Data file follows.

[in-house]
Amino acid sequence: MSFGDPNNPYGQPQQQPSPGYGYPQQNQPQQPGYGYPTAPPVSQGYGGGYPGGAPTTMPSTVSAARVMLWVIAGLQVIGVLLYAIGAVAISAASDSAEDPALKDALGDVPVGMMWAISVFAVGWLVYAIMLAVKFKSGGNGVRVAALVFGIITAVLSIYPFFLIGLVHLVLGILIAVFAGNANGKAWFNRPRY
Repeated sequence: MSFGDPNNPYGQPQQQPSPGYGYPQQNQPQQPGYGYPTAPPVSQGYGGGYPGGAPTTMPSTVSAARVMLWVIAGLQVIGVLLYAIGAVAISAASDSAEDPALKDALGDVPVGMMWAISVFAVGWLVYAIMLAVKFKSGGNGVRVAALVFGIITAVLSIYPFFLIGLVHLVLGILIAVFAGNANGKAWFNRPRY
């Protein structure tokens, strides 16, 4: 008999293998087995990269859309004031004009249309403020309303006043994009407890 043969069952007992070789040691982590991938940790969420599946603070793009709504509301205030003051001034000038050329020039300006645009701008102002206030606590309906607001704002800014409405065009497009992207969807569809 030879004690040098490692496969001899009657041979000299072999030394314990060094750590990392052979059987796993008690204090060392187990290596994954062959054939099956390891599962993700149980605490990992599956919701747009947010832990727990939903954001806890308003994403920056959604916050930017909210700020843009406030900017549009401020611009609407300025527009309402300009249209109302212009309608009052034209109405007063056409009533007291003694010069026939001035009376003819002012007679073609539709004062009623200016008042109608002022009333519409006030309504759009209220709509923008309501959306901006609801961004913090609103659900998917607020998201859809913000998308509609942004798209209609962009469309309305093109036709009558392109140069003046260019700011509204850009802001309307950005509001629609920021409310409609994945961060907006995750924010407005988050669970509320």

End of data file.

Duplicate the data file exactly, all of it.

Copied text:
[in-house]
Amino acid sequence: MSFGDPNNPYGQPQQQPSPGYGYPQQNQPQQPGYGYPTAPPVSQGYGGGYPGGAPTTMPSTVSAARVMLWVIAGLQVIGVLLYAIGAVAISAASDSAEDPALKDALGDVPVGMMWAISVFAVGWLVYAIMLAVKFKSGGNGVRVAALVFGIITAVLSIYPFFLIGLVHLVLGILIAVFAGNANGKAWFNRPRY
Repeated sequence: MSFGDPNNPYGQPQQQPSPGYGYPQQNQPQQPGYGYPTAPPVSQGYGGGYPGGAPTTMPSTVSAARVMLWVIAGLQVIGVLLYAIGAVAISAASDSAEDPALKDALGDVPVGMMWAISVFAVGWLVYAIMLAVKFKSGGNGVRVAALVFGIITAVLSIYPFFLIGLVHLVLGILIAVFAGNANGKAWFNRPRY
């Protein structure tokens, strides 16, 4: 008999293998087995990269859309004031004009249309403020309303006043994009407890 043969069952007992070789040691982590991938940790969420599946603070793009709504509301205030003051001034000038050329020039300006645009701008102002206030606590309906607001704002800014409405065009497009992207969807569809 030879004690040098490692496969001899009657041979000299072999030394314990060094750590990392052979059987796993008690204090060392187990290596994954062959054939099956390891599962993700149980605490990992599956919701747009947010832990727990939903954001806890308003994403920056959604916050930017909210700020843009406030900017549009401020611009609407300025527009309402300009249209109302212009309608009052034209109405007063056409009533007291003694010069026939001035009376003819002012007679073609539709004062009623200016008042109608002022009333519409006030309504759009209220709509923008309501959306901006609801961004913090609103659900998917607020998201859809913000998308509609942004798209209609962009469309309305093109036709009558392109140069003046260019700011509204850009802001309307950005509001629609920021409310409609994945961060907006995750924010407005988050669970509320």